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Yanluo Wang or Yamla (Chinese: 閻羅王; pinyin: Yánluó Wáng; Wade–Giles: Yen-lo) is a deity in Chinese religion and Taoism, and the ruler of Diyu, the underworld. The name Yanluo is a shortened Chinese transliteration of the Sanskrit term Yamarāja (閻魔羅社). He is also the judge of the underworld and passes judgment on all the dead.
According to legend, he is often equated with Yama from Buddhism, but actually, Yanluo Wang has his own number of stories and long been worshiped in China. His personification is always male, and his minions include a judge who holds in his hands a brush and a book listing every soul and the allotted death date for every life. Bullhead and Horseface, the fearsome guardians of hell, bring the newly dead, one by one, before Yanluo for judgement. Men or women with merit will be rewarded good future lives, or even revival in their previous life. Men or women who committed misdeeds will be sentenced to torture and/or miserable future lives. Yanluo is not one particular god. There were said to be cases in which an honest mortal was rewarded the post of Yanluo.
Adoption by Taoism and folk religionEdit
Drawing from various Indian texts and local culture, the Chinese tradition proposes several versions concerning the number of hells and deities who are at their head. It seems that originally there were two competing versions: 136 hells (8 big ones divided into 16 smaller ones) or 18 hells, each of them being led by a subordinate king of Yanluo Wang.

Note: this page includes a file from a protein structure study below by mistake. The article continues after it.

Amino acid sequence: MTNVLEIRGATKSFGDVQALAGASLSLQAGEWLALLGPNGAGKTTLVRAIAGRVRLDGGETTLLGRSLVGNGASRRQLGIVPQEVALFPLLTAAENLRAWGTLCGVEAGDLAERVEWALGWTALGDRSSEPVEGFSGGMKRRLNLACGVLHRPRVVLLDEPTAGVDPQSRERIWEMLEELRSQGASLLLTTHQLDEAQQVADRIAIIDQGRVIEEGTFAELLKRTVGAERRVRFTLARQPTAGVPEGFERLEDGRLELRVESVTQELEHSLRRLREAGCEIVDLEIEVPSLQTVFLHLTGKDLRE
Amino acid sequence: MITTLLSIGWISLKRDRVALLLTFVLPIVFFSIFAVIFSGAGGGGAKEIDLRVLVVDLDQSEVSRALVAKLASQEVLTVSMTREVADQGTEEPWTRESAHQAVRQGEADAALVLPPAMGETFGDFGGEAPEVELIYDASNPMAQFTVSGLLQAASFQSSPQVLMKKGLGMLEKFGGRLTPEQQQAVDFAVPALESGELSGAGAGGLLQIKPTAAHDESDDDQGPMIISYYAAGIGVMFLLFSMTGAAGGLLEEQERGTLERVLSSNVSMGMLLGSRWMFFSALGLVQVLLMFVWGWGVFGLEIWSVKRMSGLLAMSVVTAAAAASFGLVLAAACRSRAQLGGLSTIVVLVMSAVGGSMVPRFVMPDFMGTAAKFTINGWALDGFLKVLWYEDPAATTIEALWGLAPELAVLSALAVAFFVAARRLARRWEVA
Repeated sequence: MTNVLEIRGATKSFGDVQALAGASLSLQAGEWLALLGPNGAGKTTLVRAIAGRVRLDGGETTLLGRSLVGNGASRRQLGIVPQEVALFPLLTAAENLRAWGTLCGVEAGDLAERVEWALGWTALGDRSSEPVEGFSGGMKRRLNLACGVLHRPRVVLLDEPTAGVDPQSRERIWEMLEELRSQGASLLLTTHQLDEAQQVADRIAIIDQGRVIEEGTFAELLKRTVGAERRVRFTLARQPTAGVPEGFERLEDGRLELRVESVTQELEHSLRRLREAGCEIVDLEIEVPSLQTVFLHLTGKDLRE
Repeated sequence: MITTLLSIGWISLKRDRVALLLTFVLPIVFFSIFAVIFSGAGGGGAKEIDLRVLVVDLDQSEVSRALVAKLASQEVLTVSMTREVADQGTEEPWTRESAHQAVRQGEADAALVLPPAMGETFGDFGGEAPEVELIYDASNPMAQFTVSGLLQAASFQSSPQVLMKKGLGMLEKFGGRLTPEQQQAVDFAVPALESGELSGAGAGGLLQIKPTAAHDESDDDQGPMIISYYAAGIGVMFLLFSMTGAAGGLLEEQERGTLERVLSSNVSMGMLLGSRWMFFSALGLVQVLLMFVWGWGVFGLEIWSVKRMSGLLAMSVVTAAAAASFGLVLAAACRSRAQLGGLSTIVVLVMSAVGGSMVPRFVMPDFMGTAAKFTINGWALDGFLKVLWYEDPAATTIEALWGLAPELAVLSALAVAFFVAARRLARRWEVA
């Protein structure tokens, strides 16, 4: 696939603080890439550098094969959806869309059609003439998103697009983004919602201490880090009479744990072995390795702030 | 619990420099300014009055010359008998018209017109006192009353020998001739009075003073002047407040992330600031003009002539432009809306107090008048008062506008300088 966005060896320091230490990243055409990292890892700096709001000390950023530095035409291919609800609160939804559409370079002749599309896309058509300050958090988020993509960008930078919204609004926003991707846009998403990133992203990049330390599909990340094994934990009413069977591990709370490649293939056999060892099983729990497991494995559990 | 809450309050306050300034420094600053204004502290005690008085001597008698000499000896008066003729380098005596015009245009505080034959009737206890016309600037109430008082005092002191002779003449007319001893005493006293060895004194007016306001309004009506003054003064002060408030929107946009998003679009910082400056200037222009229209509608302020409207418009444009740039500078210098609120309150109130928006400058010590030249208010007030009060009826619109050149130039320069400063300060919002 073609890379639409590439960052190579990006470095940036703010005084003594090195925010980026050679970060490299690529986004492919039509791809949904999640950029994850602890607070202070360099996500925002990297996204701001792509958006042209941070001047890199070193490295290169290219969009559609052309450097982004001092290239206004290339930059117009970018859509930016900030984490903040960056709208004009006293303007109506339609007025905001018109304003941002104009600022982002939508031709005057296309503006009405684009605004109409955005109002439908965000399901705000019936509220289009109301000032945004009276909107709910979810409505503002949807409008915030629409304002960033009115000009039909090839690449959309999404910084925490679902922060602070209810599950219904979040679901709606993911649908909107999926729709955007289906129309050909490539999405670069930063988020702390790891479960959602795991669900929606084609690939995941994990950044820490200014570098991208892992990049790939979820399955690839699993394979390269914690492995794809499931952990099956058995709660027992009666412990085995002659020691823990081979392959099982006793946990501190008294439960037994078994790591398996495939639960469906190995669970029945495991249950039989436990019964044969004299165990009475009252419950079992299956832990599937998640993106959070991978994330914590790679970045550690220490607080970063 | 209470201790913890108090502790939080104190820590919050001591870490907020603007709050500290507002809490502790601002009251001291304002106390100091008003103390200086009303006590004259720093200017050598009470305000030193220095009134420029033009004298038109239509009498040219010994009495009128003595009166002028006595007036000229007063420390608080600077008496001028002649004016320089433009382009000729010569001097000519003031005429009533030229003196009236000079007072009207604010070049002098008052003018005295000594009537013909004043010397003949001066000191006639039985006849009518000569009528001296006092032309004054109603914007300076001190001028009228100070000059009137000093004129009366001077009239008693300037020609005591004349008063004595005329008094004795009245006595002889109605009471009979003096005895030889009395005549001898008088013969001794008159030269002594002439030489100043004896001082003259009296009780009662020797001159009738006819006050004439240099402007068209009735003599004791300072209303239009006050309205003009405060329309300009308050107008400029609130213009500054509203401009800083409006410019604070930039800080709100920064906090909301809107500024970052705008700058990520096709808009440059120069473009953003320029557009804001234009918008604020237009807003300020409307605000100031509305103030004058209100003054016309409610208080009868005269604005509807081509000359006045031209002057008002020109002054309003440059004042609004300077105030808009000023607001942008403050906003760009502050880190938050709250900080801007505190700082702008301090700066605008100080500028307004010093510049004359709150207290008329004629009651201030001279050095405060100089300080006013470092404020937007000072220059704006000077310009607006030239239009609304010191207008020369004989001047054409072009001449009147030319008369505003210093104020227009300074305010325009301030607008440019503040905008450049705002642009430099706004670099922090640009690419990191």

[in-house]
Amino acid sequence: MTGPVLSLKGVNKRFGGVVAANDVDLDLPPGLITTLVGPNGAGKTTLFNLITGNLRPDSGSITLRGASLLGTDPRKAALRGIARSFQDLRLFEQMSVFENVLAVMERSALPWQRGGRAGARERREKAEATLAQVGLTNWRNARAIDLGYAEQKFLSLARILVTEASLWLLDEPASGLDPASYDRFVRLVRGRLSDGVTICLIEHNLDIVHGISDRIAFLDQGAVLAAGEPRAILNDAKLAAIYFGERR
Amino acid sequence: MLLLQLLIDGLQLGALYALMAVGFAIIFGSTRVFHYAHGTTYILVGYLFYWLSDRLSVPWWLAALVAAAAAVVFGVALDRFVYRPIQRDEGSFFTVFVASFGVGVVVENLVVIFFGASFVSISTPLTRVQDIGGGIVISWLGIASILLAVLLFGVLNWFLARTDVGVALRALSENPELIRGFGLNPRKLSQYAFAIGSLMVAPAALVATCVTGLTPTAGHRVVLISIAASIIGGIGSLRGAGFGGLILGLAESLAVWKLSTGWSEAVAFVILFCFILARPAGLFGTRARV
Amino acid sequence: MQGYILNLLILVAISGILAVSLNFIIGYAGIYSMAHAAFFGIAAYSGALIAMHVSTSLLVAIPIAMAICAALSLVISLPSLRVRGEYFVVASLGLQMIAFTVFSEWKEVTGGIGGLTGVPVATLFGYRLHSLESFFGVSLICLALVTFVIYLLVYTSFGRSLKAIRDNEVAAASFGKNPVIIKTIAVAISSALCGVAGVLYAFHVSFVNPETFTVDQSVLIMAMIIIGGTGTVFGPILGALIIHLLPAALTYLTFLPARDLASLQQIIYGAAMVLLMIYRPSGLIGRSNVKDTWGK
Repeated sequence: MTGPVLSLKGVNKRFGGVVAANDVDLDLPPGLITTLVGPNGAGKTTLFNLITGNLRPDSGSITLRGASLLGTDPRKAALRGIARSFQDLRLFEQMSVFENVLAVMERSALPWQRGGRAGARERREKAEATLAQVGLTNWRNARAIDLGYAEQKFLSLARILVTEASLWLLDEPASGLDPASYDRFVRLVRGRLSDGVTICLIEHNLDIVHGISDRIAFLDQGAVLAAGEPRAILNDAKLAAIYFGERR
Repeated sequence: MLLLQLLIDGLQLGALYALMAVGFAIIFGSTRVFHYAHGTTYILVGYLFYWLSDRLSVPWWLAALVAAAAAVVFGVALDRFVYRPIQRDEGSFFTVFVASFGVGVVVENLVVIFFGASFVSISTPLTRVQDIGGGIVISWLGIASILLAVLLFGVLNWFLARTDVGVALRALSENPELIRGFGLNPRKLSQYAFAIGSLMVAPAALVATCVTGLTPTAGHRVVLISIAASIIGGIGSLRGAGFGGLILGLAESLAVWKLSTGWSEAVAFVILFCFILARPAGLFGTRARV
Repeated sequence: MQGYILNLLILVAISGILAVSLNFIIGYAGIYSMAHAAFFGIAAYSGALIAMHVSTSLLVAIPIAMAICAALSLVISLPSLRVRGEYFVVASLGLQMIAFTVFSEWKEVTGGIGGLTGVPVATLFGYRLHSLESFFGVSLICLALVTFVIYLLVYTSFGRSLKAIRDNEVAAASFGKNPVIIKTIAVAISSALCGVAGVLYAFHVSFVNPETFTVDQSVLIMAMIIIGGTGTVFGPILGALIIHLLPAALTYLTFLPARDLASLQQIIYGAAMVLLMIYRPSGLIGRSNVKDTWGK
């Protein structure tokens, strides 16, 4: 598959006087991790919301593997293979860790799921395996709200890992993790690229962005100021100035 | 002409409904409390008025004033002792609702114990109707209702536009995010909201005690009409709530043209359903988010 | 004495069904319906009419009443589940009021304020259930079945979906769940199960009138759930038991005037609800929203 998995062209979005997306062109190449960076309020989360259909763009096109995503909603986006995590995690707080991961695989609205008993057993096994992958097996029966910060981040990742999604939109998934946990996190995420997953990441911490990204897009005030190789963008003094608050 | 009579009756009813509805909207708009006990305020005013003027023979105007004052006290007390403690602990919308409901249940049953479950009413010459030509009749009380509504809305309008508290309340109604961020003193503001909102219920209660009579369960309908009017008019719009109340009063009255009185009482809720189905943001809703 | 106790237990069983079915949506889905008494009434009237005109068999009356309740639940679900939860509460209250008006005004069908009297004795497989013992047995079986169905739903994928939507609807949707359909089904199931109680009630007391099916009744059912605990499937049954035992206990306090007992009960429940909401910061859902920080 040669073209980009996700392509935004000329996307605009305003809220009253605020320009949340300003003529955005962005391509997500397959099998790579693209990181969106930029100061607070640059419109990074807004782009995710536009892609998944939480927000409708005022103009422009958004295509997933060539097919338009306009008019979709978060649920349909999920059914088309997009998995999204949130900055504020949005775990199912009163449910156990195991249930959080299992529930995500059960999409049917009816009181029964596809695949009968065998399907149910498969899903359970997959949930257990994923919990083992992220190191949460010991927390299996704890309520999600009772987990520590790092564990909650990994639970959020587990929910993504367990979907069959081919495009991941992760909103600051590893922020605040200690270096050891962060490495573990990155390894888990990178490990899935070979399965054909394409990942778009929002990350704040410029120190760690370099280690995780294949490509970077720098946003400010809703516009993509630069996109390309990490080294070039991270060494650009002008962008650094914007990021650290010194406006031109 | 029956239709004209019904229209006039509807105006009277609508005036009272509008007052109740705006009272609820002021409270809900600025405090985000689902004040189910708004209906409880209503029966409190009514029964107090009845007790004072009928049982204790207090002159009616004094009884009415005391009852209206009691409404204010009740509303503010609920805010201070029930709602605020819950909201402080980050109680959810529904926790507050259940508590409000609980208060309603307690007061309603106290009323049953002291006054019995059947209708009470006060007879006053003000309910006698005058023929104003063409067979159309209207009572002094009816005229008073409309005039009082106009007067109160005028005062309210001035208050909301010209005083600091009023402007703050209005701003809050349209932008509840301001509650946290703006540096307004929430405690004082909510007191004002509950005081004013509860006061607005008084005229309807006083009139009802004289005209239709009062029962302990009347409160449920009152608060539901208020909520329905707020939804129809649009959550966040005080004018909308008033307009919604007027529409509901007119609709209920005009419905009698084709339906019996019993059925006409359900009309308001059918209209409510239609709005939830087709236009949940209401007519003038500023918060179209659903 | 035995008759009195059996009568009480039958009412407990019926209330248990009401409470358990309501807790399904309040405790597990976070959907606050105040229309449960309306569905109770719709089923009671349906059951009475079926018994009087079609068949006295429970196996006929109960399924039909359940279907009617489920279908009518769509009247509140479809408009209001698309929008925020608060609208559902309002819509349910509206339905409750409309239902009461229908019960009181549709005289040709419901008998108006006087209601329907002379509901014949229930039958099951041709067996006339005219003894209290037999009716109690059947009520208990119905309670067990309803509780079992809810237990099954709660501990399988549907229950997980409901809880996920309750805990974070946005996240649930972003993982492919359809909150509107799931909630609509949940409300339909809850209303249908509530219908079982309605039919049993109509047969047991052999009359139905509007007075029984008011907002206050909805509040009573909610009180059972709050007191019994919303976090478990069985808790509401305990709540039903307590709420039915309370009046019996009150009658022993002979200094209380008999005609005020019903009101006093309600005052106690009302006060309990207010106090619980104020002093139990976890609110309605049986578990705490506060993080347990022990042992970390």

They were strongly challenged from the Tang dynasty by a new version influenced by Taoism, which adopted Yanluo Wang to make it the fifth of a set of ten kings (Shidian Yánluó wáng 十殿閻羅王, Guardian king-sorter of the ten chambers) each named at the head of a hell by the Jade Emperor. The other nine kings are: Qinguangwang (秦廣王), Chujiangwang (楚江王), Songdiwang (宋帝王), Wuguanwang (五官王), Kachengwang (卡誠王), Taishanwang (泰山王), Pingdengwang (平等王) Dushiwang (都市王) Zhuanlunwang (轉輪王), typically Taoist names. They compete with Heidi, another Taoist god of the world of the dead. Yanluo Wang remains nevertheless the most famous, and by far the most present in the iconography.
However, then it disappears completely from the list, giving way to a historical figure, a magistrate appointed during his lifetime as judge of the dead by a superior deity. This magistrate is most often Bao Zheng, a famous judge who lived during the Song dynasty. Sometimes he is accompanied by three assistants named "Old Age", "Illness" and "Death".
In the syncretistic and non-verbal world of Chinese religion, Yanluo Wang's interpretation can vary greatly from person to person. While some recognize him as a Buddhist deity, others regard him as a Taoist deity in competition with Bodhisattva Kṣitigarbha. Generally seen as a frightening deity, he can also present the more reassuring image of a righteous and just judge or advocate of dharma.
- Chenivesse, Sandrine (1998). Fengdu : cité de l'abondance, cité de la male mort. pp. 287–339.
- "酆都鬼城與道教有何關係 ?" [Yama is not a "lifetime system"? The history contains more than three people]. www.wikiwix.com (in Chinese). Archived from the original on 2010-09-30.